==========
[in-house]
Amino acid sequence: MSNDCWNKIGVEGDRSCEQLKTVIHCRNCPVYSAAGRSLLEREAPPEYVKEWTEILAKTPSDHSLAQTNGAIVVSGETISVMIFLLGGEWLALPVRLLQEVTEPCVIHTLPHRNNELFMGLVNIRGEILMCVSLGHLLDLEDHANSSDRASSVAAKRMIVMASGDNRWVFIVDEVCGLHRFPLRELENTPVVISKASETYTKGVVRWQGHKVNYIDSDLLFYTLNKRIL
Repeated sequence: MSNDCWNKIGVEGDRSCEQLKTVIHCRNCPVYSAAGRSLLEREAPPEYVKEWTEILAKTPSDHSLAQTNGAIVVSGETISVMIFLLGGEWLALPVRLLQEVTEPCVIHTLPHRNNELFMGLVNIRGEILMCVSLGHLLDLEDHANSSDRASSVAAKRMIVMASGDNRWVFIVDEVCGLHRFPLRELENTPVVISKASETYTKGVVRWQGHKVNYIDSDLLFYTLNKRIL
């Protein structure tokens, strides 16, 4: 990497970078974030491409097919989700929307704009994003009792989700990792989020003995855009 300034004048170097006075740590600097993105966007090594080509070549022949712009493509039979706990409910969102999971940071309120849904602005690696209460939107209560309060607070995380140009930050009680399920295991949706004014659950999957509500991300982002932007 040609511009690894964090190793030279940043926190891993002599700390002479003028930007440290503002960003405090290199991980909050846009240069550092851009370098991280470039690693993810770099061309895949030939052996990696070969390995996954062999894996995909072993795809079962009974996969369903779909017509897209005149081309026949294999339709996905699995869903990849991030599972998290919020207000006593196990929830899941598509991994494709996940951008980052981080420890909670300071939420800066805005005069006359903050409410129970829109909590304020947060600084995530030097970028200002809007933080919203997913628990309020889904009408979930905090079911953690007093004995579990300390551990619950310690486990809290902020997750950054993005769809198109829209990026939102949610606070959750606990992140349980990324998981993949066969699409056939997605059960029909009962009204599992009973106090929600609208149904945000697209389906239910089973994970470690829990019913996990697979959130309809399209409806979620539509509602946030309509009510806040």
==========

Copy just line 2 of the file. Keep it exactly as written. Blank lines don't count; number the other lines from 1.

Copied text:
Amino acid sequence: MSNDCWNKIGVEGDRSCEQLKTVIHCRNCPVYSAAGRSLLEREAPPEYVKEWTEILAKTPSDHSLAQTNGAIVVSGETISVMIFLLGGEWLALPVRLLQEVTEPCVIHTLPHRNNELFMGLVNIRGEILMCVSLGHLLDLEDHANSSDRASSVAAKRMIVMASGDNRWVFIVDEVCGLHRFPLRELENTPVVISKASETYTKGVVRWQGHKVNYIDSDLLFYTLNKRIL